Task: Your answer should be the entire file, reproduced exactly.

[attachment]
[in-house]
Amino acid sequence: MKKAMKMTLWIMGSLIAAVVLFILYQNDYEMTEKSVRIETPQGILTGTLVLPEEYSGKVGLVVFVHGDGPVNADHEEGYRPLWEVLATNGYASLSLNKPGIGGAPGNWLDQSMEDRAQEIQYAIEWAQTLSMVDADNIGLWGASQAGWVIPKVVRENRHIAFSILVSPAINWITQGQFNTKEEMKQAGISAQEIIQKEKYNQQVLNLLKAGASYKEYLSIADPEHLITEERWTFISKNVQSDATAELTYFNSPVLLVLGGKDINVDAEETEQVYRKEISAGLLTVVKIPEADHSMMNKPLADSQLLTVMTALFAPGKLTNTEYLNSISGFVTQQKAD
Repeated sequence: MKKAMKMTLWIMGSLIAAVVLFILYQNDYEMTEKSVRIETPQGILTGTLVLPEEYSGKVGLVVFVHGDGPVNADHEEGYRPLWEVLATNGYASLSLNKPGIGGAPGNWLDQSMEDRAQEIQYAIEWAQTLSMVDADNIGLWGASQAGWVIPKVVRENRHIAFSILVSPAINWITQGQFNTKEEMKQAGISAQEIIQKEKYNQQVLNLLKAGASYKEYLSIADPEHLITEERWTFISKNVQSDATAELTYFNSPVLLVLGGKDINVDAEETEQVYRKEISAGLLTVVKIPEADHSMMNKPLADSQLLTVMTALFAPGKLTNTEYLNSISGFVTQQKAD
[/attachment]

[in-house]
Amino acid sequence: MKKAMKMTLWIMGSLIAAVVLFILYQNDYEMTEKSVRIETPQGILTGTLVLPEEYSGKVGLVVFVHGDGPVNADHEEGYRPLWEVLATNGYASLSLNKPGIGGAPGNWLDQSMEDRAQEIQYAIEWAQTLSMVDADNIGLWGASQAGWVIPKVVRENRHIAFSILVSPAINWITQGQFNTKEEMKQAGISAQEIIQKEKYNQQVLNLLKAGASYKEYLSIADPEHLITEERWTFISKNVQSDATAELTYFNSPVLLVLGGKDINVDAEETEQVYRKEISAGLLTVVKIPEADHSMMNKPLADSQLLTVMTALFAPGKLTNTEYLNSISGFVTQQKAD
Repeated sequence: MKKAMKMTLWIMGSLIAAVVLFILYQNDYEMTEKSVRIETPQGILTGTLVLPEEYSGKVGLVVFVHGDGPVNADHEEGYRPLWEVLATNGYASLSLNKPGIGGAPGNWLDQSMEDRAQEIQYAIEWAQTLSMVDADNIGLWGASQAGWVIPKVVRENRHIAFSILVSPAINWITQGQFNTKEEMKQAGISAQEIIQKEKYNQQVLNLLKAGASYKEYLSIADPEHLITEERWTFISKNVQSDATAELTYFNSPVLLVLGGKDINVDAEETEQVYRKEISAGLLTVVKIPEADHSMMNKPLADSQLLTVMTALFAPGKLTNTEYLNSISGFVTQQKAD